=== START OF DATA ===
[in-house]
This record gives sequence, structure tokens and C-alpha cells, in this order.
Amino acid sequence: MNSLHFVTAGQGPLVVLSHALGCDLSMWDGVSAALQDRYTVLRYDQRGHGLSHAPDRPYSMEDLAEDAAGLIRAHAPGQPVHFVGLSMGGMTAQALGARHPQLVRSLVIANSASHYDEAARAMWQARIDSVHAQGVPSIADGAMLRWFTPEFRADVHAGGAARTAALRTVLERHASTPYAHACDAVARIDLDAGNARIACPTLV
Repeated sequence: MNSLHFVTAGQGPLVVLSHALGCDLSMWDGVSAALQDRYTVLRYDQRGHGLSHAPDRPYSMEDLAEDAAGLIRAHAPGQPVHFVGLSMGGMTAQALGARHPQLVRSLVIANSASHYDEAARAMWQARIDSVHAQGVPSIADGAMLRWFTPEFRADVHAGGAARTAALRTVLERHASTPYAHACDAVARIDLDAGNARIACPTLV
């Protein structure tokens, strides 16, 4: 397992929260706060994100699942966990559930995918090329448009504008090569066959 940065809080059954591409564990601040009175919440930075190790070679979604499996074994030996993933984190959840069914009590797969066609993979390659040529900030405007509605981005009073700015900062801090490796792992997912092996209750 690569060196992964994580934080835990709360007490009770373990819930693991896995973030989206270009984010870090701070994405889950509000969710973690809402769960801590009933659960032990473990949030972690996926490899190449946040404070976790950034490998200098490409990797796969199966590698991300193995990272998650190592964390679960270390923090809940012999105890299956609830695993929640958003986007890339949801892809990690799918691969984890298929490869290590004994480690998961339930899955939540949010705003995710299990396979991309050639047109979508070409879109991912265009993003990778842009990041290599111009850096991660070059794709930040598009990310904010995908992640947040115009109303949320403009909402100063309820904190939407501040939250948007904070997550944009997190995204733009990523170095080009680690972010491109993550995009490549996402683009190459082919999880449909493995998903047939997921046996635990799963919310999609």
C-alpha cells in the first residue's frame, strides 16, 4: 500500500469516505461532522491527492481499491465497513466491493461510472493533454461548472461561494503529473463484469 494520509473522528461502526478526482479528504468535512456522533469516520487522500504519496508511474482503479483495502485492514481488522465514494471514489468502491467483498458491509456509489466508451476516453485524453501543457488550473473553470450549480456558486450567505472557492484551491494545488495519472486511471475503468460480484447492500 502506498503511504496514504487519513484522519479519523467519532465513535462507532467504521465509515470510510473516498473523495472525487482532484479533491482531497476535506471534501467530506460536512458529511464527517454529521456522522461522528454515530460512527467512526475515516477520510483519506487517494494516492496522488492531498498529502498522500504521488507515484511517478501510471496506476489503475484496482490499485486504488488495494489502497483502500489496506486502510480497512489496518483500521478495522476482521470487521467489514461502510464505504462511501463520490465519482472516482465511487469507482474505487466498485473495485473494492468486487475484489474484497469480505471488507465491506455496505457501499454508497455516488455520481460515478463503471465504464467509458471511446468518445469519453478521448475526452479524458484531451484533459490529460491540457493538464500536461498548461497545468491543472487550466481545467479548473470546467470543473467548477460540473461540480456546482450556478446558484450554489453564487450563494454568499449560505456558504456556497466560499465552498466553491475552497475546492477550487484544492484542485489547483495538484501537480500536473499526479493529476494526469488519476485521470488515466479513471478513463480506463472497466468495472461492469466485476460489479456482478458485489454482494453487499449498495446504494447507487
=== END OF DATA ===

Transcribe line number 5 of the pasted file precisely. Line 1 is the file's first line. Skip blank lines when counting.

């Protein structure tokens, strides 16, 4: 397992929260706060994100699942966990559930995918090329448009504008090569066959 940065809080059954591409564990601040009175919440930075190790070679979604499996074994030996993933984190959840069914009590797969066609993979390659040529900030405007509605981005009073700015900062801090490796792992997912092996209750 690569060196992964994580934080835990709360007490009770373990819930693991896995973030989206270009984010870090701070994405889950509000969710973690809402769960801590009933659960032990473990949030972690996926490899190449946040404070976790950034490998200098490409990797796969199966590698991300193995990272998650190592964390679960270390923090809940012999105890299956609830695993929640958003986007890339949801892809990690799918691969984890298929490869290590004994480690998961339930899955939540949010705003995710299990396979991309050639047109979508070409879109991912265009993003990778842009990041290599111009850096991660070059794709930040598009990310904010995908992640947040115009109303949320403009909402100063309820904190939407501040939250948007904070997550944009997190995204733009990523170095080009680690972010491109993550995009490549996402683009190459082919999880449909493995998903047939997921046996635990799963919310999609």